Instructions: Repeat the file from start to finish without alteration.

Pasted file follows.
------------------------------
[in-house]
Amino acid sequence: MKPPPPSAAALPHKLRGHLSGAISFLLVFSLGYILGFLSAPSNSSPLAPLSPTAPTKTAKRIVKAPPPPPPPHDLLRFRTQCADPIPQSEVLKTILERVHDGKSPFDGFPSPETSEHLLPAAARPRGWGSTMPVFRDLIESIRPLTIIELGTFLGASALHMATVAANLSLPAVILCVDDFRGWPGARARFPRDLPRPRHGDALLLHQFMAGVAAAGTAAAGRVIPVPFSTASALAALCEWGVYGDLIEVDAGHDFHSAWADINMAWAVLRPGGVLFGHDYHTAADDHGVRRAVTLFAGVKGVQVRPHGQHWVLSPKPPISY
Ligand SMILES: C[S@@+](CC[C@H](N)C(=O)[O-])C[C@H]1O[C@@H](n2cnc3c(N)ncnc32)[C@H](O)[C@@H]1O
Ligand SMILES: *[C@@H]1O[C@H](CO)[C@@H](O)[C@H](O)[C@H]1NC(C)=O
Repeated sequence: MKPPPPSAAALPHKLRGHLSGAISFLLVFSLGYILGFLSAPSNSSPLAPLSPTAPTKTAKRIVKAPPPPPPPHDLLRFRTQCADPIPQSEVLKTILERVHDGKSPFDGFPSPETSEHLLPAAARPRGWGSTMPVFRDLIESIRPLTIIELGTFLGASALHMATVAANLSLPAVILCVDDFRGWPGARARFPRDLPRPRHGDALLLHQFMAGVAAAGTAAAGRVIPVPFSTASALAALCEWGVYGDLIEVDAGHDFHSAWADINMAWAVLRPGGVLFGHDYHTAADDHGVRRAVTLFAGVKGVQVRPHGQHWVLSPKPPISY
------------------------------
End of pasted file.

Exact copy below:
[in-house]
Amino acid sequence: MKPPPPSAAALPHKLRGHLSGAISFLLVFSLGYILGFLSAPSNSSPLAPLSPTAPTKTAKRIVKAPPPPPPPHDLLRFRTQCADPIPQSEVLKTILERVHDGKSPFDGFPSPETSEHLLPAAARPRGWGSTMPVFRDLIESIRPLTIIELGTFLGASALHMATVAANLSLPAVILCVDDFRGWPGARARFPRDLPRPRHGDALLLHQFMAGVAAAGTAAAGRVIPVPFSTASALAALCEWGVYGDLIEVDAGHDFHSAWADINMAWAVLRPGGVLFGHDYHTAADDHGVRRAVTLFAGVKGVQVRPHGQHWVLSPKPPISY
Ligand SMILES: C[S@@+](CC[C@H](N)C(=O)[O-])C[C@H]1O[C@@H](n2cnc3c(N)ncnc32)[C@H](O)[C@@H]1O
Ligand SMILES: *[C@@H]1O[C@H](CO)[C@@H](O)[C@H](O)[C@H]1NC(C)=O
Repeated sequence: MKPPPPSAAALPHKLRGHLSGAISFLLVFSLGYILGFLSAPSNSSPLAPLSPTAPTKTAKRIVKAPPPPPPPHDLLRFRTQCADPIPQSEVLKTILERVHDGKSPFDGFPSPETSEHLLPAAARPRGWGSTMPVFRDLIESIRPLTIIELGTFLGASALHMATVAANLSLPAVILCVDDFRGWPGARARFPRDLPRPRHGDALLLHQFMAGVAAAGTAAAGRVIPVPFSTASALAALCEWGVYGDLIEVDAGHDFHSAWADINMAWAVLRPGGVLFGHDYHTAADDHGVRRAVTLFAGVKGVQVRPHGQHWVLSPKPPISY